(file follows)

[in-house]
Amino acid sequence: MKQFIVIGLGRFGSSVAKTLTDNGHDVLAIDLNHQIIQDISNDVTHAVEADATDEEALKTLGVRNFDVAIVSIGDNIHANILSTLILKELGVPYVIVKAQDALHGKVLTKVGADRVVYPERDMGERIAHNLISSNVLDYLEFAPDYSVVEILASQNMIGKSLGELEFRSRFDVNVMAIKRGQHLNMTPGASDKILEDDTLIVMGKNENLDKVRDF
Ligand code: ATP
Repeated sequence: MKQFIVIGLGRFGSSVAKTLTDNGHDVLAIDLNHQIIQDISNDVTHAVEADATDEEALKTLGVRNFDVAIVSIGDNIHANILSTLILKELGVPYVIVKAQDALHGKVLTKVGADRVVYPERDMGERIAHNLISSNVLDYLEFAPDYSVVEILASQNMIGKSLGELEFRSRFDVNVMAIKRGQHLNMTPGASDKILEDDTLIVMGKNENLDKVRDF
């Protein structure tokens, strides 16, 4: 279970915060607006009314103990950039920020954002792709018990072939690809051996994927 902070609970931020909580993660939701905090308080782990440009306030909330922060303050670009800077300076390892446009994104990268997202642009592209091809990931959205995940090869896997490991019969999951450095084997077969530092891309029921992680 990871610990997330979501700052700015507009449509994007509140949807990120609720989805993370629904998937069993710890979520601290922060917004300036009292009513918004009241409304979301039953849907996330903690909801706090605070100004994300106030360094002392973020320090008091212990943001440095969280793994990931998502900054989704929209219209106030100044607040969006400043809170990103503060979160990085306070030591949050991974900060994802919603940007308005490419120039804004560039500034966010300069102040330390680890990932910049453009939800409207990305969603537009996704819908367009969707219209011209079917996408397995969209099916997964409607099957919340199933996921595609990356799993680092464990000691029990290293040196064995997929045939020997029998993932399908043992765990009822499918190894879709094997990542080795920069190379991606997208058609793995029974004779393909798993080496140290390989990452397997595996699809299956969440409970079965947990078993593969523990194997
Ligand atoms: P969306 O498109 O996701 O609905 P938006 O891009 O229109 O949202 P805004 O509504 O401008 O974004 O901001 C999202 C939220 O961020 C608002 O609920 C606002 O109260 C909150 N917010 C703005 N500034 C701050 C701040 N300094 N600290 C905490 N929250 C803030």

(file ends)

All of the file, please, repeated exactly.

[in-house]
Amino acid sequence: MKQFIVIGLGRFGSSVAKTLTDNGHDVLAIDLNHQIIQDISNDVTHAVEADATDEEALKTLGVRNFDVAIVSIGDNIHANILSTLILKELGVPYVIVKAQDALHGKVLTKVGADRVVYPERDMGERIAHNLISSNVLDYLEFAPDYSVVEILASQNMIGKSLGELEFRSRFDVNVMAIKRGQHLNMTPGASDKILEDDTLIVMGKNENLDKVRDF
Ligand code: ATP
Repeated sequence: MKQFIVIGLGRFGSSVAKTLTDNGHDVLAIDLNHQIIQDISNDVTHAVEADATDEEALKTLGVRNFDVAIVSIGDNIHANILSTLILKELGVPYVIVKAQDALHGKVLTKVGADRVVYPERDMGERIAHNLISSNVLDYLEFAPDYSVVEILASQNMIGKSLGELEFRSRFDVNVMAIKRGQHLNMTPGASDKILEDDTLIVMGKNENLDKVRDF
């Protein structure tokens, strides 16, 4: 279970915060607006009314103990950039920020954002792709018990072939690809051996994927 902070609970931020909580993660939701905090308080782990440009306030909330922060303050670009800077300076390892446009994104990268997202642009592209091809990931959205995940090869896997490991019969999951450095084997077969530092891309029921992680 990871610990997330979501700052700015507009449509994007509140949807990120609720989805993370629904998937069993710890979520601290922060917004300036009292009513918004009241409304979301039953849907996330903690909801706090605070100004994300106030360094002392973020320090008091212990943001440095969280793994990931998502900054989704929209219209106030100044607040969006400043809170990103503060979160990085306070030591949050991974900060994802919603940007308005490419120039804004560039500034966010300069102040330390680890990932910049453009939800409207990305969603537009996704819908367009969707219209011209079917996408397995969209099916997964409607099957919340199933996921595609990356799993680092464990000691029990290293040196064995997929045939020997029998993932399908043992765990009822499918190894879709094997990542080795920069190379991606997208058609793995029974004779393909798993080496140290390989990452397997595996699809299956969440409970079965947990078993593969523990194997
Ligand atoms: P969306 O498109 O996701 O609905 P938006 O891009 O229109 O949202 P805004 O509504 O401008 O974004 O901001 C999202 C939220 O961020 C608002 O609920 C606002 O109260 C909150 N917010 C703005 N500034 C701050 C701040 N300094 N600290 C905490 N929250 C803030």